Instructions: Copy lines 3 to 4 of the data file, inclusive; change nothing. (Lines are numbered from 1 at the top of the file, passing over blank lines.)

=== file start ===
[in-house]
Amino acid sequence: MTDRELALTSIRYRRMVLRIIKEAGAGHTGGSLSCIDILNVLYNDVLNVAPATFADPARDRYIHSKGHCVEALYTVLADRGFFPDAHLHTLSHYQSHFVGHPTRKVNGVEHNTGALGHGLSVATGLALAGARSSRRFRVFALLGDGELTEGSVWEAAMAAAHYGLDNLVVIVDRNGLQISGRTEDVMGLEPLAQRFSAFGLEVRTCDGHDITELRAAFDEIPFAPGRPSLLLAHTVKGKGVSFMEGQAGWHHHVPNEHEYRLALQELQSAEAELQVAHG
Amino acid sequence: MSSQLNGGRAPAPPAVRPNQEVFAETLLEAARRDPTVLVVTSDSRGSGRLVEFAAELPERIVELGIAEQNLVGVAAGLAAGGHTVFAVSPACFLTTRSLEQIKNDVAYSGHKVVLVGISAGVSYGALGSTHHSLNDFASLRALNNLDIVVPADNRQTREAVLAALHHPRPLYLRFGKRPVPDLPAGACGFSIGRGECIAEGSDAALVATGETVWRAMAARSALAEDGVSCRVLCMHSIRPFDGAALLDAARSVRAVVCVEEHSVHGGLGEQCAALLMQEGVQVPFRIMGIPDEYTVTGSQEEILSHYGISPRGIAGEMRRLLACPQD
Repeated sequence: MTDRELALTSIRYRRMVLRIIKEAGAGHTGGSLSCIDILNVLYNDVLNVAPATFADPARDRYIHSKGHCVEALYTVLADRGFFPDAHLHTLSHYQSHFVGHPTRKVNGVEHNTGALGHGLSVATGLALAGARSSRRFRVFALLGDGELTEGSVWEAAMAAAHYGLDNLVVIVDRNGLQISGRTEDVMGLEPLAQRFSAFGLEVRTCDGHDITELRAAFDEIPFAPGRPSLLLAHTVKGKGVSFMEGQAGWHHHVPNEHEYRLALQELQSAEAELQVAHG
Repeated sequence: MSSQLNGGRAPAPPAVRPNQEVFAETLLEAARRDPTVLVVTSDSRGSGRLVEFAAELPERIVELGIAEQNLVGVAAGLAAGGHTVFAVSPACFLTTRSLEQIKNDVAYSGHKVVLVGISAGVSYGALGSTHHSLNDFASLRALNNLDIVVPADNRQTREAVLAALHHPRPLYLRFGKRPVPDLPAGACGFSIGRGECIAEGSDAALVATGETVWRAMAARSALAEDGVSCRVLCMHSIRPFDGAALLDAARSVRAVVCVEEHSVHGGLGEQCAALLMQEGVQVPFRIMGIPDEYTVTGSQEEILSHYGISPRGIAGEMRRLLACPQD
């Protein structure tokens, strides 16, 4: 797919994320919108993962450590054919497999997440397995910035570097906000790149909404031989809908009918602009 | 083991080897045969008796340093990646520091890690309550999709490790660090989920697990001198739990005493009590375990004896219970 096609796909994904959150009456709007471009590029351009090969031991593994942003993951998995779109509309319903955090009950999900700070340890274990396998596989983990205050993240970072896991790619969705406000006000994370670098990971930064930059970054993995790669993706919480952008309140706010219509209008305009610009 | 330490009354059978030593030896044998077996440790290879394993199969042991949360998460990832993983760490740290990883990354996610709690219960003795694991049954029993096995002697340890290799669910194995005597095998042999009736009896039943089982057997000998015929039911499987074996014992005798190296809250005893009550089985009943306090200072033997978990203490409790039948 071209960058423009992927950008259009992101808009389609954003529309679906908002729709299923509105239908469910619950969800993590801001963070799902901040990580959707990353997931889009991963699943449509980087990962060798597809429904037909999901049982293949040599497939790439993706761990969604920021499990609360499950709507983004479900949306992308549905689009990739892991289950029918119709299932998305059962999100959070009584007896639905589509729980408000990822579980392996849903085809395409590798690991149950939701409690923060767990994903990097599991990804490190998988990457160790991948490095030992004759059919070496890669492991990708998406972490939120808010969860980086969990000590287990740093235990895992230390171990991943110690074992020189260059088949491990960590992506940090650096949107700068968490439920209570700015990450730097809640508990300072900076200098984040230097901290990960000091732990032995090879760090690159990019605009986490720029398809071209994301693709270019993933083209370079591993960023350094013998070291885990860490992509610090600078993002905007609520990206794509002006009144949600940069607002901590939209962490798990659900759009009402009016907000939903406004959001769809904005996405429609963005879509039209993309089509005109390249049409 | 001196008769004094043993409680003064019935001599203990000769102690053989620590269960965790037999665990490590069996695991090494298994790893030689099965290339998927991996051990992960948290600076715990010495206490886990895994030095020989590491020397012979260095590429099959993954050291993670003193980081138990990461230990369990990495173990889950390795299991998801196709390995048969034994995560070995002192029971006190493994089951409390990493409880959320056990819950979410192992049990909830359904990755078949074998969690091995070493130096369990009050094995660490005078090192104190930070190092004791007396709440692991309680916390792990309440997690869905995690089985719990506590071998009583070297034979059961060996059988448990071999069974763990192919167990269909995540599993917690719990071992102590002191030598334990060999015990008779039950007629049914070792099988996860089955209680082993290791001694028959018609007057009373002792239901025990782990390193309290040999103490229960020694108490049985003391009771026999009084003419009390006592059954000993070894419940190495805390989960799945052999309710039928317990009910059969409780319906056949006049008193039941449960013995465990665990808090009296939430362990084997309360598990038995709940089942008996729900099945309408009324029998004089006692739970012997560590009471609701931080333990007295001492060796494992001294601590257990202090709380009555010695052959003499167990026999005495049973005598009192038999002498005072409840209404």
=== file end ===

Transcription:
Amino acid sequence: MSSQLNGGRAPAPPAVRPNQEVFAETLLEAARRDPTVLVVTSDSRGSGRLVEFAAELPERIVELGIAEQNLVGVAAGLAAGGHTVFAVSPACFLTTRSLEQIKNDVAYSGHKVVLVGISAGVSYGALGSTHHSLNDFASLRALNNLDIVVPADNRQTREAVLAALHHPRPLYLRFGKRPVPDLPAGACGFSIGRGECIAEGSDAALVATGETVWRAMAARSALAEDGVSCRVLCMHSIRPFDGAALLDAARSVRAVVCVEEHSVHGGLGEQCAALLMQEGVQVPFRIMGIPDEYTVTGSQEEILSHYGISPRGIAGEMRRLLACPQD
Repeated sequence: MTDRELALTSIRYRRMVLRIIKEAGAGHTGGSLSCIDILNVLYNDVLNVAPATFADPARDRYIHSKGHCVEALYTVLADRGFFPDAHLHTLSHYQSHFVGHPTRKVNGVEHNTGALGHGLSVATGLALAGARSSRRFRVFALLGDGELTEGSVWEAAMAAAHYGLDNLVVIVDRNGLQISGRTEDVMGLEPLAQRFSAFGLEVRTCDGHDITELRAAFDEIPFAPGRPSLLLAHTVKGKGVSFMEGQAGWHHHVPNEHEYRLALQELQSAEAELQVAHG